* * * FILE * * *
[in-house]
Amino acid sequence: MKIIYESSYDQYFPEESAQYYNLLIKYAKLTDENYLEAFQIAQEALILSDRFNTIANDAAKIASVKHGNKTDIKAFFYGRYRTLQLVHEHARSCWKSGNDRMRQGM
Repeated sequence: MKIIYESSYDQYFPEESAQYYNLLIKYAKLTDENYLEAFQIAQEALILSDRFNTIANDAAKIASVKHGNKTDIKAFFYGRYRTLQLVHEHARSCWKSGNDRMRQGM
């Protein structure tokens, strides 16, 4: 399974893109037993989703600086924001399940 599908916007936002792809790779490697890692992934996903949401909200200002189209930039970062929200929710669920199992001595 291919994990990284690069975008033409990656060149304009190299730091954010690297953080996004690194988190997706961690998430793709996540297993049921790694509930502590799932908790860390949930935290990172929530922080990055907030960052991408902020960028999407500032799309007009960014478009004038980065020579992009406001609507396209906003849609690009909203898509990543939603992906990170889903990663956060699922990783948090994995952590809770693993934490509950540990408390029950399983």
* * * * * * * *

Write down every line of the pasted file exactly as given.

[in-house]
Amino acid sequence: MKIIYESSYDQYFPEESAQYYNLLIKYAKLTDENYLEAFQIAQEALILSDRFNTIANDAAKIASVKHGNKTDIKAFFYGRYRTLQLVHEHARSCWKSGNDRMRQGM
Repeated sequence: MKIIYESSYDQYFPEESAQYYNLLIKYAKLTDENYLEAFQIAQEALILSDRFNTIANDAAKIASVKHGNKTDIKAFFYGRYRTLQLVHEHARSCWKSGNDRMRQGM
């Protein structure tokens, strides 16, 4: 399974893109037993989703600086924001399940 599908916007936002792809790779490697890692992934996903949401909200200002189209930039970062929200929710669920199992001595 291919994990990284690069975008033409990656060149304009190299730091954010690297953080996004690194988190997706961690998430793709996540297993049921790694509930502590799932908790860390949930935290990172929530922080990055907030960052991408902020960028999407500032799309007009960014478009004038980065020579992009406001609507396209906003849609690009909203898509990543939603992906990170889903990663956060699922990783948090994995952590809770693993934490509950540990408390029950399983």